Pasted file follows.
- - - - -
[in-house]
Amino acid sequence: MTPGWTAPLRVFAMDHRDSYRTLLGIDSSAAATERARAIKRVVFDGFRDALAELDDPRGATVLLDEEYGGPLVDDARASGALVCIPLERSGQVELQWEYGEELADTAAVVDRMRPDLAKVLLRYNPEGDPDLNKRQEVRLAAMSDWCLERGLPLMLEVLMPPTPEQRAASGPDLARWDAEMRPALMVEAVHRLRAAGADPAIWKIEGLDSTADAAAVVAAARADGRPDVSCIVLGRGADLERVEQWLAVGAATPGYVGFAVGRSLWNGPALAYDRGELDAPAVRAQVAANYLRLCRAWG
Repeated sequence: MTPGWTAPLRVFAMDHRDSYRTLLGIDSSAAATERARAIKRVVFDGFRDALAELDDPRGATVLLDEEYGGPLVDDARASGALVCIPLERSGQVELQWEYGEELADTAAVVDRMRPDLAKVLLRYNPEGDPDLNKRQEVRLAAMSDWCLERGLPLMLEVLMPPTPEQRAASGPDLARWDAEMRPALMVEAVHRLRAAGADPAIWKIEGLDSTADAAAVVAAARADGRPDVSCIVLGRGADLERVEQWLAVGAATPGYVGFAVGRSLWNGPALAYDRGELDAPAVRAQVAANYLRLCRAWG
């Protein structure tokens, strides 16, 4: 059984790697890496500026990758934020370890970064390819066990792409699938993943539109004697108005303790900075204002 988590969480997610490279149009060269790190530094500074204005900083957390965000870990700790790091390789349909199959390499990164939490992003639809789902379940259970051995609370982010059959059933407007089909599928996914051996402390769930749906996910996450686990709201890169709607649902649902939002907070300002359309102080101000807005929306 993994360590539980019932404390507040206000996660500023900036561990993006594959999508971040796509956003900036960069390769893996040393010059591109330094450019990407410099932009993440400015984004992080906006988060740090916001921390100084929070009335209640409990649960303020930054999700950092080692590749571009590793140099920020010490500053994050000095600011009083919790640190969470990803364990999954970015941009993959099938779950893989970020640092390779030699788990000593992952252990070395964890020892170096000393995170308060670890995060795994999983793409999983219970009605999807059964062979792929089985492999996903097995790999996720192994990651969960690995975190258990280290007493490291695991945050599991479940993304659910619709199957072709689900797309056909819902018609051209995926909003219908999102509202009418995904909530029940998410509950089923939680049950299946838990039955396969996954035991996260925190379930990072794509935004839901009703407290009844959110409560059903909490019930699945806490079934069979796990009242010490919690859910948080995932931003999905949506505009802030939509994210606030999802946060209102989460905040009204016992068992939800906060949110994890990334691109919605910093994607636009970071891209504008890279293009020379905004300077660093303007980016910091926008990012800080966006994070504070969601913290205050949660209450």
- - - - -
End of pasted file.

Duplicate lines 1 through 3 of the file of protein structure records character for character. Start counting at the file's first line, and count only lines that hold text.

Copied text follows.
[in-house]
Amino acid sequence: MTPGWTAPLRVFAMDHRDSYRTLLGIDSSAAATERARAIKRVVFDGFRDALAELDDPRGATVLLDEEYGGPLVDDARASGALVCIPLERSGQVELQWEYGEELADTAAVVDRMRPDLAKVLLRYNPEGDPDLNKRQEVRLAAMSDWCLERGLPLMLEVLMPPTPEQRAASGPDLARWDAEMRPALMVEAVHRLRAAGADPAIWKIEGLDSTADAAAVVAAARADGRPDVSCIVLGRGADLERVEQWLAVGAATPGYVGFAVGRSLWNGPALAYDRGELDAPAVRAQVAANYLRLCRAWG
Repeated sequence: MTPGWTAPLRVFAMDHRDSYRTLLGIDSSAAATERARAIKRVVFDGFRDALAELDDPRGATVLLDEEYGGPLVDDARASGALVCIPLERSGQVELQWEYGEELADTAAVVDRMRPDLAKVLLRYNPEGDPDLNKRQEVRLAAMSDWCLERGLPLMLEVLMPPTPEQRAASGPDLARWDAEMRPALMVEAVHRLRAAGADPAIWKIEGLDSTADAAAVVAAARADGRPDVSCIVLGRGADLERVEQWLAVGAATPGYVGFAVGRSLWNGPALAYDRGELDAPAVRAQVAANYLRLCRAWG